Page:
Vegetative treatment system
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A Vegetative Treatment System (VTS) is a combination of treatment steps for managing runoff. It treats runoff by settling, infiltration, and nutrient use. Individual components of a VTS include, a settling structure, an outlet structure, a distribution system, and a Vegetative Treatment Area (VTA), all these components when used together are considered a Vegetative Treatment System.
A Vegetative Treatment System (VTS) is a new alternative treatment option for treating the runoff from an animal feeding operation in an effort to protect water quality in South Dakota (SD). A VTS consists of a sediment basin to settle the solids from the feedlot, and uses controlled release of the liquids to a vegetated treatment area (VTA).
The VTA area is commonly confused with vegetative buffer (or filter) strips. A buffer strip is a narrow strip of vegetation (usually 30–60 feet wide) between cropland or a water source, such as a river, lake, or stream. In contrast, a VTA is a specifically sized area of perennial vegetation to which runoff from a barnyard or feedlot is applied uniformly. The VTA utilizes the water holding capacity of the soil to store the runoff water until the nutrients and water can be used by the vegetation. Therefore, the application of the runoff to the VTA must be at a rate to prevent deep percolation below the root zone, and not allow the flow to extend past the end of the VTA.
A VTS can be an economical alternative to runoff retention (holding) ponds for controlling runoff from an open lot feeding production system (feedlots). A Vegetative Treatment Area (VTA) is an area of perennial vegetation, such as a grass or a forage. The VTA is used to treat runoff from a feedlot or barnyard. It treats runoff by settling, infiltration, and nutrient use. A VTA is commonly confused with vegetative buffer (or filter) strips. A buffer strip is a narrow strip of vegetation (usually 30–60 feet wide), between cropland and a stream or other surface water. Runoff passes through buffers with some “filtering” of pollutants, but no attempt is made to control solids or flow. A VTS, however, collects runoff from a barnyard or feedlot, separates the solids from the liquids, and uniformly distributes the liquid over the vegetated area. Little or no runoff should leave a VTA.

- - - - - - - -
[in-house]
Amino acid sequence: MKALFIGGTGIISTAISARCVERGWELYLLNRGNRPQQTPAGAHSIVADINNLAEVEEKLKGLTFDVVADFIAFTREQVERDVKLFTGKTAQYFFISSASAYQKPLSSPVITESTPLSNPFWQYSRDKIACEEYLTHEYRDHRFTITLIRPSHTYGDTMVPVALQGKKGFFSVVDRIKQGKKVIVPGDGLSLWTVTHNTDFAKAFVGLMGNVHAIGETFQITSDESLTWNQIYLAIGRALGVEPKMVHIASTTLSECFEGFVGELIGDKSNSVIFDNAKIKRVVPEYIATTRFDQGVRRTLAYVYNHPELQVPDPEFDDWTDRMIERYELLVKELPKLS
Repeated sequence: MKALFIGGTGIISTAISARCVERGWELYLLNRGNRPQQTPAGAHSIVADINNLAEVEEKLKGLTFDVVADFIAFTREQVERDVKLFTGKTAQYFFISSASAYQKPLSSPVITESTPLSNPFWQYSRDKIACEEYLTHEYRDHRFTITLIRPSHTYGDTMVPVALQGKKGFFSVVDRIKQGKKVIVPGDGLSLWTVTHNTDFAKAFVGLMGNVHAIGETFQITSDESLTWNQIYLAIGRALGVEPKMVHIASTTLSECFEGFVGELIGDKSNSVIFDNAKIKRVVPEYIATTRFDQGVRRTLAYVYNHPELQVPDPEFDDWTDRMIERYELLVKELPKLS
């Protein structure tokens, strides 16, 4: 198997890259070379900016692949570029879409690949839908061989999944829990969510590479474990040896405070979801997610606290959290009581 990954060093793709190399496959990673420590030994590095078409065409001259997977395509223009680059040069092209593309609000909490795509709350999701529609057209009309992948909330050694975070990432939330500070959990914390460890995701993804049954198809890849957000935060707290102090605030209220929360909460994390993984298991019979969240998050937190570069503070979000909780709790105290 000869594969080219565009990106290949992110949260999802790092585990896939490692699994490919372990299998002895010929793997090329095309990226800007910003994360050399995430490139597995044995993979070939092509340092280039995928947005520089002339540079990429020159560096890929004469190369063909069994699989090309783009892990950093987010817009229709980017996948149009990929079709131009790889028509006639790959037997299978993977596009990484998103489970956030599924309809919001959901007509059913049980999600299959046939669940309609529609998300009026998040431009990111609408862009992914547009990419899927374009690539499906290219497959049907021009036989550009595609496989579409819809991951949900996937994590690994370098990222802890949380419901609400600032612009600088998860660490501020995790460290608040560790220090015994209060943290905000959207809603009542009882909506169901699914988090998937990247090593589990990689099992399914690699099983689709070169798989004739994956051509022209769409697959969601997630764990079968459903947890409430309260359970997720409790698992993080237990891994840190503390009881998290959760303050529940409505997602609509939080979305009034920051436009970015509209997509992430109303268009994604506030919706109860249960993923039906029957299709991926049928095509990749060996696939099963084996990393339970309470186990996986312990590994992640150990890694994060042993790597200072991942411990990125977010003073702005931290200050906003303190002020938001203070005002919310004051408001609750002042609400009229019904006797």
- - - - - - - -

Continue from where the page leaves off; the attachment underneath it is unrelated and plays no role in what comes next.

Runoff is first collected from an open lot or barnyard area in a sediment settling structure, usually a basin. Such basins are very effective for removing most solids. The runoff then flows into a VTA where the soil treats and stores the runoff. Once the runoff is in the soil, natural processes allow plants to use the nutrients. The general idea behind VTS technology is that the plants will take up the nutrients contained in the runoff and that natural processes will eliminate undesirable components such as pathogens. There are many different types of VTA’s such as level, infiltration basins, sloped, sprinkler, dual and multiple systems, etc.
A Vegetative Treatment System can be used to manage runoff from open lots of both AFOs and CAFOs. VTS systems for large CAFOs can be permitted under the National Pollutant Discharge Elimination System (NPDES) in the US.
- May provide lower initial investment and operating costs
- More aesthetically palatable than large ponds
- No long-term storage of runoff required, such as holding or evaporation ponds
- Fewer safety issues
- Land designated for VTA can produce usable forage
- A VTA may not be a “closed” system;
- Saturated soils from previous rains could allow a discharge
- Special management required during runoff events
- The VTAs can be damaged by a lack of maintenance and attention - gullies, erosion, and poor vegetation stands dramatically reduce their effectiveness
- Not currently permittable in SD by the Department of Environment and Natural Resources
- The VTAs may not provide the same level of water quality improvement as a total runoff containment system, such as holding or evaporation ponds provide
- Introduction to Vegetative Treatment Systems
- Need a Vegetative Treatment System for Your Barnyard or Lot? a Small Farms Fact Sheet from the Livestock and Poultry Environmental Learning Center